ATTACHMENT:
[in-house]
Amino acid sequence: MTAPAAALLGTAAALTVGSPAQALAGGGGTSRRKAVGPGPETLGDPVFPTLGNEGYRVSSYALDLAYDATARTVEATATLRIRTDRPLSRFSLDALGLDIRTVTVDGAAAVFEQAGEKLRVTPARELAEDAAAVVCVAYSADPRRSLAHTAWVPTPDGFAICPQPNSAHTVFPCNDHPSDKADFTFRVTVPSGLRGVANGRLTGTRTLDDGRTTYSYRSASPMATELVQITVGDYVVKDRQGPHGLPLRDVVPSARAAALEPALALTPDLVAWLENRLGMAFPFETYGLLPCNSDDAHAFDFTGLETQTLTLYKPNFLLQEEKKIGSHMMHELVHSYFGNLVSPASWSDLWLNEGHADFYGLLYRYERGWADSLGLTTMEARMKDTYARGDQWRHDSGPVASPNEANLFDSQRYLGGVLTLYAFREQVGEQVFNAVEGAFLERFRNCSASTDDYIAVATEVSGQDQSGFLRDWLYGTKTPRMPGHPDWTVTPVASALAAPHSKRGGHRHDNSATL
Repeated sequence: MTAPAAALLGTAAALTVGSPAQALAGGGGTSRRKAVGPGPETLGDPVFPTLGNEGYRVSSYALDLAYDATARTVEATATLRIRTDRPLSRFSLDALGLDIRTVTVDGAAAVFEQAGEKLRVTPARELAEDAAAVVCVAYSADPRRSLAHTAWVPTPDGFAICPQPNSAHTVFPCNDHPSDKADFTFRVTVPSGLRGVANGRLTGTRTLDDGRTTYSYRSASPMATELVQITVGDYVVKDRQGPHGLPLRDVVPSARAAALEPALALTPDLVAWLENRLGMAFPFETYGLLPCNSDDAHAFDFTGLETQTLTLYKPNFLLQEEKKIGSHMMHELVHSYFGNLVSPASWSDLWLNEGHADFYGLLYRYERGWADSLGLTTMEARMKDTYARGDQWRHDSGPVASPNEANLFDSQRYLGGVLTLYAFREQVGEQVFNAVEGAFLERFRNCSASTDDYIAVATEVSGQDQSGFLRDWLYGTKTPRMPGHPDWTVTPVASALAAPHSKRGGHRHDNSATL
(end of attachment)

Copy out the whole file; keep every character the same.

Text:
[in-house]
Amino acid sequence: MTAPAAALLGTAAALTVGSPAQALAGGGGTSRRKAVGPGPETLGDPVFPTLGNEGYRVSSYALDLAYDATARTVEATATLRIRTDRPLSRFSLDALGLDIRTVTVDGAAAVFEQAGEKLRVTPARELAEDAAAVVCVAYSADPRRSLAHTAWVPTPDGFAICPQPNSAHTVFPCNDHPSDKADFTFRVTVPSGLRGVANGRLTGTRTLDDGRTTYSYRSASPMATELVQITVGDYVVKDRQGPHGLPLRDVVPSARAAALEPALALTPDLVAWLENRLGMAFPFETYGLLPCNSDDAHAFDFTGLETQTLTLYKPNFLLQEEKKIGSHMMHELVHSYFGNLVSPASWSDLWLNEGHADFYGLLYRYERGWADSLGLTTMEARMKDTYARGDQWRHDSGPVASPNEANLFDSQRYLGGVLTLYAFREQVGEQVFNAVEGAFLERFRNCSASTDDYIAVATEVSGQDQSGFLRDWLYGTKTPRMPGHPDWTVTPVASALAAPHSKRGGHRHDNSATL
Repeated sequence: MTAPAAALLGTAAALTVGSPAQALAGGGGTSRRKAVGPGPETLGDPVFPTLGNEGYRVSSYALDLAYDATARTVEATATLRIRTDRPLSRFSLDALGLDIRTVTVDGAAAVFEQAGEKLRVTPARELAEDAAAVVCVAYSADPRRSLAHTAWVPTPDGFAICPQPNSAHTVFPCNDHPSDKADFTFRVTVPSGLRGVANGRLTGTRTLDDGRTTYSYRSASPMATELVQITVGDYVVKDRQGPHGLPLRDVVPSARAAALEPALALTPDLVAWLENRLGMAFPFETYGLLPCNSDDAHAFDFTGLETQTLTLYKPNFLLQEEKKIGSHMMHELVHSYFGNLVSPASWSDLWLNEGHADFYGLLYRYERGWADSLGLTTMEARMKDTYARGDQWRHDSGPVASPNEANLFDSQRYLGGVLTLYAFREQVGEQVFNAVEGAFLERFRNCSASTDDYIAVATEVSGQDQSGFLRDWLYGTKTPRMPGHPDWTVTPVASALAAPHSKRGGHRHDNSATL